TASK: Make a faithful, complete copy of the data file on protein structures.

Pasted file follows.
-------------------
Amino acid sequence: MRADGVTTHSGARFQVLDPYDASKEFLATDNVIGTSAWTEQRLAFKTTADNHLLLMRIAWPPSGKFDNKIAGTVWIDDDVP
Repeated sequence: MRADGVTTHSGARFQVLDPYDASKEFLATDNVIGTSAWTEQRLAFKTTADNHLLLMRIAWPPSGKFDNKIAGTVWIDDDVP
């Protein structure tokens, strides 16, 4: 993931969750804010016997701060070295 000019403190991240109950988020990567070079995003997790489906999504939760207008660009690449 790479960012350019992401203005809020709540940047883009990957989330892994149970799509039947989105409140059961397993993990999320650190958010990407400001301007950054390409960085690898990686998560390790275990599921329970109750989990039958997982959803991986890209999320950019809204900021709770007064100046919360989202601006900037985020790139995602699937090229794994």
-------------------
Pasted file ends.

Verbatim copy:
Amino acid sequence: MRADGVTTHSGARFQVLDPYDASKEFLATDNVIGTSAWTEQRLAFKTTADNHLLLMRIAWPPSGKFDNKIAGTVWIDDDVP
Repeated sequence: MRADGVTTHSGARFQVLDPYDASKEFLATDNVIGTSAWTEQRLAFKTTADNHLLLMRIAWPPSGKFDNKIAGTVWIDDDVP
């Protein structure tokens, strides 16, 4: 993931969750804010016997701060070295 000019403190991240109950988020990567070079995003997790489906999504939760207008660009690449 790479960012350019992401203005809020709540940047883009990957989330892994149970799509039947989105409140059961397993993990999320650190958010990407400001301007950054390409960085690898990686998560390790275990599921329970109750989990039958997982959803991986890209999320950019809204900021709770007064100046919360989202601006900037985020790139995602699937090229794994």